Empty China

A collection of photographs of empty spaces in China. Together these images create a portrait of China's fading demographic superiority.

China, which has had one of the best demographic profiles of any nation, will soon have one of the worst.
— Gordon G. Chang

My first glimpse of China's odd demographic circumstances was in 2011 while I was working alongside American English teachers at Chinese universities. On our way through Chongqing — the economic center of the upper Yangtze River region, a city with a population that exceeds 30 million people — we passed empty shopping center after empty shopping center and dozens of half-empty high rise apartments. Where do you hide 30 million people? My curiosity piqued.

On January 18 2013, the National Bureau of Statistics (NBS) announced that the number of working-age Chinese shrunk by a total of 3.45 million in 2012. As the Economist noted, "In the slow-moving world of demography, that is a big turning point."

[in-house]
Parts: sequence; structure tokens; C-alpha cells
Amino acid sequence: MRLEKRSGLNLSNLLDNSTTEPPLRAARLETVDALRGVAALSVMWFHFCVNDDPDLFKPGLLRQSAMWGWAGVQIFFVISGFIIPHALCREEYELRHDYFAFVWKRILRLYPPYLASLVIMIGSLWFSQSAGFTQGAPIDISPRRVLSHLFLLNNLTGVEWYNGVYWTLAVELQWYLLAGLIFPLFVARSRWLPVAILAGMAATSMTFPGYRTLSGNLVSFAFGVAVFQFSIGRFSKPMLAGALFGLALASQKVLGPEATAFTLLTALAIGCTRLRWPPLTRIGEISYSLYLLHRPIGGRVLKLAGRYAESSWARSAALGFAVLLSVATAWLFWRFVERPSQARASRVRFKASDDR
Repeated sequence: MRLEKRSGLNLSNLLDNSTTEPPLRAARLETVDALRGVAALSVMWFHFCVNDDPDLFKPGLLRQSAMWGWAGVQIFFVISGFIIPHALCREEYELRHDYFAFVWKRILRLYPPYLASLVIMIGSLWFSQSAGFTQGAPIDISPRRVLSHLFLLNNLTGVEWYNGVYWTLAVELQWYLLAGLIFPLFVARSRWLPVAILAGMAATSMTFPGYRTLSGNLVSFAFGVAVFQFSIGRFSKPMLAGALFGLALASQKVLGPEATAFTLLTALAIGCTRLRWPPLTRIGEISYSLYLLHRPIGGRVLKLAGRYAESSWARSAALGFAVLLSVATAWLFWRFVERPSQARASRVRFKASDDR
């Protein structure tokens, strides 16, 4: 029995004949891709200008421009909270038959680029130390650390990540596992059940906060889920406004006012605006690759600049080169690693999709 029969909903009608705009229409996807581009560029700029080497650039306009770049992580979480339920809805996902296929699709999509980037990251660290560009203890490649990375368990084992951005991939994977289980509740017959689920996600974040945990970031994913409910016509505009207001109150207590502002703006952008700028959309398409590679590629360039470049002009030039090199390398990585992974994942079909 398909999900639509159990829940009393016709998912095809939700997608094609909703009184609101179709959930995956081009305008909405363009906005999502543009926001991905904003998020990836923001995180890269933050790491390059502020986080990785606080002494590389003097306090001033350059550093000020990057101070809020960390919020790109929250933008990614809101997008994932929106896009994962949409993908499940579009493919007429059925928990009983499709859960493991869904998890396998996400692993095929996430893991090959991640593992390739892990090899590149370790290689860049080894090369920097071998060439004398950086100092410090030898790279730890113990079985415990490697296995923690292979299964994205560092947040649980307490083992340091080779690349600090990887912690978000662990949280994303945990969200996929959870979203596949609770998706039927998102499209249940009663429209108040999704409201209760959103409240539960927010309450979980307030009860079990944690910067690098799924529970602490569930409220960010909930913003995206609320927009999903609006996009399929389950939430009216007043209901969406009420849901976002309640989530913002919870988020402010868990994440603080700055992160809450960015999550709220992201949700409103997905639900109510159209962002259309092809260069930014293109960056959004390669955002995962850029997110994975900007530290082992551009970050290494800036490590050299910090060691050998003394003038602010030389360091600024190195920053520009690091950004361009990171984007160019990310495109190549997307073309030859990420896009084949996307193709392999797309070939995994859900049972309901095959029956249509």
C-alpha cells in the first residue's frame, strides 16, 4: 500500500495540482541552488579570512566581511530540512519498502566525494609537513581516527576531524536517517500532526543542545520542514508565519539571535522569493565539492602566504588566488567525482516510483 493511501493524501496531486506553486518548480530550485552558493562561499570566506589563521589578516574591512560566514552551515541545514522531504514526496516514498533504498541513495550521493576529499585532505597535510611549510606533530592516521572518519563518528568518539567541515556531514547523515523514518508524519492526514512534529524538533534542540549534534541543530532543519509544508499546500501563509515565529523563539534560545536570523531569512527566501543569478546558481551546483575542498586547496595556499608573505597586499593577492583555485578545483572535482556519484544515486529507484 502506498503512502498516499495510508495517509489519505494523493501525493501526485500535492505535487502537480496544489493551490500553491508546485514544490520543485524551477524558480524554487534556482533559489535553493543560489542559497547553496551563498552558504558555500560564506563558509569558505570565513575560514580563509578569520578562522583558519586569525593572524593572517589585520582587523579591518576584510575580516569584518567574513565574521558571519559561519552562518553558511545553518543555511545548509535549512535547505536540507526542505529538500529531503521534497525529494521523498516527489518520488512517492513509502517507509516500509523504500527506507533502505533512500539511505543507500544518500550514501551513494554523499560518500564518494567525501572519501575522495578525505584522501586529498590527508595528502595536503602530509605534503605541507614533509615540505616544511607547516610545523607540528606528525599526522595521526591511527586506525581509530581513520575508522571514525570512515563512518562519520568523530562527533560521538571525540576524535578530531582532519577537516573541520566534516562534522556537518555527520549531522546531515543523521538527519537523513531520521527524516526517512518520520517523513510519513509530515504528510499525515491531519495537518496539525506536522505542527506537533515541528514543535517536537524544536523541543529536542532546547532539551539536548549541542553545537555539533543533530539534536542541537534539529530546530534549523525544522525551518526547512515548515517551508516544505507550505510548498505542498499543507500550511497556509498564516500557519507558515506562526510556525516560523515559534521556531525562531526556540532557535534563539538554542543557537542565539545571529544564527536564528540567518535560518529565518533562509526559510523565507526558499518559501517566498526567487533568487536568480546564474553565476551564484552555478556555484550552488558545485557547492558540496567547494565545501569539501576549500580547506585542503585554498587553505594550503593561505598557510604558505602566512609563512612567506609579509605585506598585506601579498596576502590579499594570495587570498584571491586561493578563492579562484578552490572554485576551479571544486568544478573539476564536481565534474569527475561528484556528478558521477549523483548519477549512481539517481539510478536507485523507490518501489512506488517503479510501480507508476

At the time I made these images, I did not know of the downturning population, though I found the idea of empty city blocks and public spaces in the most populated country on the planet fascinating. And, in seeking out those situations, have unwitingly produced a collective portrait of an idea, a shadow, as the days of China’s demographic superiority reach their twilight.

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